Compaction of Soil

Question 1
OMC-SP and MDD-SP denote the optimum moisture content and maximum dry density obtained from standard Proctor compaction test, respectively. OMC-MP and MDD-MP denote the optimum moisture content and maximum dry density obtained from the modified Proctor compaction test, respectively. Which one of the following is correct?
A
OMC-SP \lt OMC-MP and MDD-SP \lt MDD-MP
B
OMC-SP \gt OMC-MP and MDD-SP \lt MDD-MP
C
OMC-SP \lt OMC-MP and MDD-SP \gt MDD-MP
D
OMC-SP \gt OMC-MP and MDD-SP \gt MDD-MP
GATE CE 2016 SET-2   Geotechnical Engineering
Question 1 Explanation: 


\begin{array}{r} \mathrm{OMC}-\mathrm{SP} \gt \mathrm{OMC}-\mathrm{MP} \\ \mathrm{MDD}-\mathrm{SP} \lt \mathrm{MDD}-\mathrm{MP} \end{array}
Question 2
Following statements are made on compacted soils, wherein DS stands for the soils compacted on dry side of optimum moisture content and WS stands for the soils compacted on wet side of optimum moisture content. Identify the incorrect statement.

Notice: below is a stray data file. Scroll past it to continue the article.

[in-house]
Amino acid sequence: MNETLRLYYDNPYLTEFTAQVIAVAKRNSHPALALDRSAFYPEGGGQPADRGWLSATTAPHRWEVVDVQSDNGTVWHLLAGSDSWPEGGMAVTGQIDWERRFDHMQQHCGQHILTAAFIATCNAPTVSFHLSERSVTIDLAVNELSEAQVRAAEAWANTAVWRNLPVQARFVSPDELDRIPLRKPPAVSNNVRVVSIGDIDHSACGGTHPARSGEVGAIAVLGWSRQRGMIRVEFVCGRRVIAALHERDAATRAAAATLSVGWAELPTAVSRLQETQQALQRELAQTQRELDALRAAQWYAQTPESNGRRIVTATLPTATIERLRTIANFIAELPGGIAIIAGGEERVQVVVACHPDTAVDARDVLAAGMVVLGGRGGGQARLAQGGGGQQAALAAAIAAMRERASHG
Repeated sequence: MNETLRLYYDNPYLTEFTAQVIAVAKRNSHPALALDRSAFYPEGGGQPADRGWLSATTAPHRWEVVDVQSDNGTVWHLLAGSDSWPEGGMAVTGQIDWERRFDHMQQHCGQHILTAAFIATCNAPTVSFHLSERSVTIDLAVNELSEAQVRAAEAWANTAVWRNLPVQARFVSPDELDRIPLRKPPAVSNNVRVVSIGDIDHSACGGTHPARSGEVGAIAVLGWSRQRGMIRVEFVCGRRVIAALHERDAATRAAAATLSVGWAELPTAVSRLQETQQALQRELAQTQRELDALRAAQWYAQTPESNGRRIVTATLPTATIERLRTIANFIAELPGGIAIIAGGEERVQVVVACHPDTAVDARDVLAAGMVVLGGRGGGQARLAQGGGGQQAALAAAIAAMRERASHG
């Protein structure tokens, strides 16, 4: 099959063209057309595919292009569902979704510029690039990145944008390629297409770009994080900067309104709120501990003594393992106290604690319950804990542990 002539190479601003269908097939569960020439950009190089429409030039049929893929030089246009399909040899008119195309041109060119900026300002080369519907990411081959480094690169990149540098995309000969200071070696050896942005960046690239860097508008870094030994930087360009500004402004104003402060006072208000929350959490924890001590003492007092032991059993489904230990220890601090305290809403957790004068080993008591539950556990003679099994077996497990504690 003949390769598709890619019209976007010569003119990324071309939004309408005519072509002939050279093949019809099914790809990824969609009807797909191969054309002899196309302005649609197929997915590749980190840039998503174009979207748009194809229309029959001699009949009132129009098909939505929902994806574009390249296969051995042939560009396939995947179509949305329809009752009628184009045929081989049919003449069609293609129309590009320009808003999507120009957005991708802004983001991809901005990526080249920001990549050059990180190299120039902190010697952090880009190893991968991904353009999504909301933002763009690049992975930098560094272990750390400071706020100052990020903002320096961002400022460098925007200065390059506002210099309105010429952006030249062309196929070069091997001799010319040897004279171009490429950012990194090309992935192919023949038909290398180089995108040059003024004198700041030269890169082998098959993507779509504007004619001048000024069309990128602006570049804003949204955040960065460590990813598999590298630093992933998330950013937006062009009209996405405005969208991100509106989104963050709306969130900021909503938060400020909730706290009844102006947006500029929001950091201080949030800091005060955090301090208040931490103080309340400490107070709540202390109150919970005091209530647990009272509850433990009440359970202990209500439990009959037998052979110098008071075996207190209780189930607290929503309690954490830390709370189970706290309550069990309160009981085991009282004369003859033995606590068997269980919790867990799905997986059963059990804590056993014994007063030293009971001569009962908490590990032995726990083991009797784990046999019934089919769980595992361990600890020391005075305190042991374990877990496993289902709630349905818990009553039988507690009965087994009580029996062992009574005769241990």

A
Soil structure is flocculated on DS and dispersed on WS.
B
Construction pore water pressure is low on DS and high on WS.
C
On drying, shrinkage is high on DS and low on WS.
D
On access to water, swelling is high on DS and low on WS.
GATE CE 2013   Geotechnical Engineering
Question 3
Two series of compaction tests were performed in the laboratory on an inorganic clayey soil employing two different levels of compaction energy per unit volume of soil. With regard to the above tests, the following two statements are made.
I The optimum moisture content is expected to be more for the tests with higher energy.
II The maximum dry density is expected to be more for the tests with higher energy.

The CORRECT option evaluating the above statements is
A
Only I is TRUE
B
Only II is TRUE
C
Both I and II are TRUE
D
Neither I nor II is TRUE
GATE CE 2012   Geotechnical Engineering
Question 3 Explanation: 
Optimum moisture content of the soil decreases with increase compactive efforts.

Question 4
In a compaction test, G, w, S and e represent the specific gravity, water content, degree of saturation and void ratio of the soil sample, respectively. If \gamma _{w} represents the unit weight of water and \gamma _{d} represents the dry unit weight of the soil, the equation of zero air voids line is